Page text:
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The Big picture - War against Human Trafficking

  • 08 Aug 2019
  • 12 min read

Human Trafficking has emerged as a significant problem all across the world. The World Day against Trafficking in Persons is observed every year on 30th July. In 2010, the UN General Assembly adopted the Global Plan of Action to Combat Trafficking in Persons to encourage the international community to take action against this heinous crime.

According to the Global Report on Trafficking in Persons released by the UN Office on Drugs and Crime (UNODC), countries are now detecting and reporting more victims and at the same time convicting more traffickers. This report also says that most vulnerable individuals are women and girls with majority of victims being trafficked for sexual exploitation and 35% of those trafficked for forced labour being female.

Human trafficking is prohibited in India under Article 23 (1) of the Constitution and the Immoral Traffic (Prevention) Act 1956 is the premier legislation to deal with this issue. The government is now planning to reintroduce a comprehensive bill to check human trafficking. The Trafficking in Persons (Prevention, Protection and Rehabilitation) Bill, 2018 was passed by the Lok Sabha in 2018 but lapsed after dissolution of the 16th Lok Sabha.

Human Trafficking

  • Human trafficking involves recruitment, transportation, transfer, harbouring or receipt of persons, by means of the threat or use of force or other forms of coercion, for the purpose of exploitation.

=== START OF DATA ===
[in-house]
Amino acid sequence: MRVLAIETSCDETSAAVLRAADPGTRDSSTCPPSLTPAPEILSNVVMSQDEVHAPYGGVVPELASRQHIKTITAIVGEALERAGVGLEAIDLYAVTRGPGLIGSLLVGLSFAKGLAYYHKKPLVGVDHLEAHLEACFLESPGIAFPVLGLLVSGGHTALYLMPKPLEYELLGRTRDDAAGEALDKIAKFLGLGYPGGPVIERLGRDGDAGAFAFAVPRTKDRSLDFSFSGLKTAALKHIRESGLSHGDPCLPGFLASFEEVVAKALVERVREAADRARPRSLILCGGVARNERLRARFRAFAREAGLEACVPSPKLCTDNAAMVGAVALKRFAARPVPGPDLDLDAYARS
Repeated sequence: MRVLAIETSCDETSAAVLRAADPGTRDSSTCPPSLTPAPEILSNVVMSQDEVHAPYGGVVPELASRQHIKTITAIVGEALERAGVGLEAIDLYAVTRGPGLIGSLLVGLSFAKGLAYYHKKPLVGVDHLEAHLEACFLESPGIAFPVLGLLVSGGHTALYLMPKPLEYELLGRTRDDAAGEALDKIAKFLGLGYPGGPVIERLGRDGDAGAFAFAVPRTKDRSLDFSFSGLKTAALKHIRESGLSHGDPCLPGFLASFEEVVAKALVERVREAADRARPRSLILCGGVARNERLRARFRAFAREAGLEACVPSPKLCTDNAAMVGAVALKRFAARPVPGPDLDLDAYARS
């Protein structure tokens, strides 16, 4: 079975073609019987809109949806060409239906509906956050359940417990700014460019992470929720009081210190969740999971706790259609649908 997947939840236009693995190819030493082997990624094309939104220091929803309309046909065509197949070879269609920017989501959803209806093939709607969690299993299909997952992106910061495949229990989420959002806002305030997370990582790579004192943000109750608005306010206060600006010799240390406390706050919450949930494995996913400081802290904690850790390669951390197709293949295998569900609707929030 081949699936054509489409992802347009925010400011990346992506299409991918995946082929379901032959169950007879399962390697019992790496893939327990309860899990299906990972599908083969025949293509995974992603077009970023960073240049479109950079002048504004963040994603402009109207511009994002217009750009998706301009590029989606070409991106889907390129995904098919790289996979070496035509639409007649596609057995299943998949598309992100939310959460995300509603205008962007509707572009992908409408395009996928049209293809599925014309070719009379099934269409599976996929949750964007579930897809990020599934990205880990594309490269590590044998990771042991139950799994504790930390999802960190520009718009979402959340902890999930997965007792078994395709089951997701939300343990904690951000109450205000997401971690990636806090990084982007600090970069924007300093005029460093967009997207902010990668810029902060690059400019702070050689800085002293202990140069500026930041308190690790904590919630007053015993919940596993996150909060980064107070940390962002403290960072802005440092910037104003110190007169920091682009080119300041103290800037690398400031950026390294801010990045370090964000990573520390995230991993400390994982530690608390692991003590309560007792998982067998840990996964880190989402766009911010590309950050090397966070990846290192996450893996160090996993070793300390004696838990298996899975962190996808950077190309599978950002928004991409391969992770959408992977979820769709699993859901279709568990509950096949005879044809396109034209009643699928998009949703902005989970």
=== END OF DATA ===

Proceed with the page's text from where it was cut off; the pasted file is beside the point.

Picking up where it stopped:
• Exploitation include, at a minimum, the exploitation of the prostitution of others or other forms of sexual exploitation, forced labour or services, slavery or practices similar to slavery, servitude, or the removal of organs.

How big is the problem of Human Trafficking?

  • According to the report by the UNODC, most of the victims detected globally were trafficked for sexual exploitation, although this pattern is not consistent across all regions.
    • Trafficking for forced labour is the most commonly detected form in sub-Saharan Africa.
    • In Central Asia and South Asia, trafficking for forced labour and sexual exploitation are near-equally detected.
  • 90% of detected victims of sexual exploitation are women and girls.
  • There is a popular understanding that trafficking is happening a lot more between countries but the report highlights that close to 60% of trafficking happens internally in countries.